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The Implications of Nonvoting for Democracy in the United States

Stephen Earl Bennett and David Resnick
American Journal of Political Science
Vol. 34, No. 3 (Aug., 1990), pp. 771-802
DOI: 10.2307/2111398
Stable URL: http://www.jstor.org/stable/2111398
Page Count: 32
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The Implications of Nonvoting for Democracy in the United States
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Abstract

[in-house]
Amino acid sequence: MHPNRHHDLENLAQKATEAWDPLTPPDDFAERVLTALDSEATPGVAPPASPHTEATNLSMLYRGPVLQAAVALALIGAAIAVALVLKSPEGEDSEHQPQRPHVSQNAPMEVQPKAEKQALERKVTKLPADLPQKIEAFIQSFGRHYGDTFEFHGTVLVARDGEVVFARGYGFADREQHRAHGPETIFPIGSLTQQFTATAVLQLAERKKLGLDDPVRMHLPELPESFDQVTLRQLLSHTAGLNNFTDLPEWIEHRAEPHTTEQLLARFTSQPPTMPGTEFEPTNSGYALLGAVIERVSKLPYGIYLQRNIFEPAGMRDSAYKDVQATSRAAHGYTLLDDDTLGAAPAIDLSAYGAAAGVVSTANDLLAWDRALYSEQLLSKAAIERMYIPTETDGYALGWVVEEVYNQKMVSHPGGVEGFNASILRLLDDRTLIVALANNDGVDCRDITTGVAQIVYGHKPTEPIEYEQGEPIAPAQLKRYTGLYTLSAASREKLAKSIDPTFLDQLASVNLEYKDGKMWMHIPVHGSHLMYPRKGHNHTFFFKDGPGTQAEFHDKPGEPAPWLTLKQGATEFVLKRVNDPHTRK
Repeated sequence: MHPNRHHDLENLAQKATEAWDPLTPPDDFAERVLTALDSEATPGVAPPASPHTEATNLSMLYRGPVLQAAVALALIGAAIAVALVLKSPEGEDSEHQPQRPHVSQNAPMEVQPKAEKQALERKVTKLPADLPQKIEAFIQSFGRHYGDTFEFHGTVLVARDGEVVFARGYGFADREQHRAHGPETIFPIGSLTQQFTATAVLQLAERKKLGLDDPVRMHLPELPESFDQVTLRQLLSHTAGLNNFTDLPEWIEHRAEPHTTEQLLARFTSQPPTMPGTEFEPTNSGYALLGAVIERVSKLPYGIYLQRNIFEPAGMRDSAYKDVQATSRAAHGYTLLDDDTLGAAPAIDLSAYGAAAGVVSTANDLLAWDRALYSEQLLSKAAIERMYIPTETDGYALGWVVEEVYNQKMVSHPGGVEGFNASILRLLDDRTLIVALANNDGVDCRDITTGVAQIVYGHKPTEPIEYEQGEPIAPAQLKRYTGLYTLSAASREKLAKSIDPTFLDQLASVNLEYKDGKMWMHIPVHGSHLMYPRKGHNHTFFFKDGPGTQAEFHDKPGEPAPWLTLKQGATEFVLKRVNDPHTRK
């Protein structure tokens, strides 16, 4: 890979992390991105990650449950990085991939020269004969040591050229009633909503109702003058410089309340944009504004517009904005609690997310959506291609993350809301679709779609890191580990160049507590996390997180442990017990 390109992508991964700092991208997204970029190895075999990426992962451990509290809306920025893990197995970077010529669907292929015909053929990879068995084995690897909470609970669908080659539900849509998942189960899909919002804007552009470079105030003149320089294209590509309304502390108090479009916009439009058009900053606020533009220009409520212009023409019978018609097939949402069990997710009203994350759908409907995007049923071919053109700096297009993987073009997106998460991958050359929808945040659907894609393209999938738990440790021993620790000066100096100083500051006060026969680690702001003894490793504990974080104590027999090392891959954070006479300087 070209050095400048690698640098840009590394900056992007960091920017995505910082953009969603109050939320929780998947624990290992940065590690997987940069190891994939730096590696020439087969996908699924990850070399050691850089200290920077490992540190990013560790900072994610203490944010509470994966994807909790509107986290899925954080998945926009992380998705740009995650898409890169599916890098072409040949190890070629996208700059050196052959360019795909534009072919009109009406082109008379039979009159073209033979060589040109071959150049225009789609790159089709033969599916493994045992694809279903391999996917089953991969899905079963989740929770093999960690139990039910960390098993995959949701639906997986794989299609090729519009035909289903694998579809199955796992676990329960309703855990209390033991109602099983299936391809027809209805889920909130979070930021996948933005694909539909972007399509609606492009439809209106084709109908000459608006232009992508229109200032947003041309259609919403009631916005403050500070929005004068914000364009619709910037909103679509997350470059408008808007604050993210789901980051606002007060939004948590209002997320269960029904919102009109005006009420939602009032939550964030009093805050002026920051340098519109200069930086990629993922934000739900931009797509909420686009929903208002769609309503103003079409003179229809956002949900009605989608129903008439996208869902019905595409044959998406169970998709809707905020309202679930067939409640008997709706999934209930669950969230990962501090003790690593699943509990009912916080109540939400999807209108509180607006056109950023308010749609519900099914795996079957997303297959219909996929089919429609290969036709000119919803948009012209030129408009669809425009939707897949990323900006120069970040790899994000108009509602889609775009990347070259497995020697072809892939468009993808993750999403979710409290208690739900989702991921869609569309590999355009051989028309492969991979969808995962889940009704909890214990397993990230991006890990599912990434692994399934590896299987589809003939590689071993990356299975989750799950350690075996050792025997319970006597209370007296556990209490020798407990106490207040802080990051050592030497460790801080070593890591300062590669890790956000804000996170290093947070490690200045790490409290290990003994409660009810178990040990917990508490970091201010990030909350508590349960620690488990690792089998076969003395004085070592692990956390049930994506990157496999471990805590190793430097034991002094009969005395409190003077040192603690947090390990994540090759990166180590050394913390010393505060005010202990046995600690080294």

This paper reconsiders several of the arguments normative theorists have constructed about political participation's impact on the democratic polity. Two key arguments are addressed in the context of the United States today: (1) does nonvoting pose a threat to democracy; and (2) does nonvoting cause skewed public policies? The CPS's National Election Studies, NORC's 1985 General Social Survey, and Gallup's 1987 "The People, Press, and Politics" poll indicate the first can be answered in the negative, but there may be some skews on domestic issues, particularly those dealing with spending for welfare state programs. On the other hand, nonvoters are not more egalitarian or in favor of government ownership or control of industry. Nonetheless, it would be erroneous to discount participation's worth for democratic politics because, if it makes elites pay attention to public opinion, its value is firmly established.

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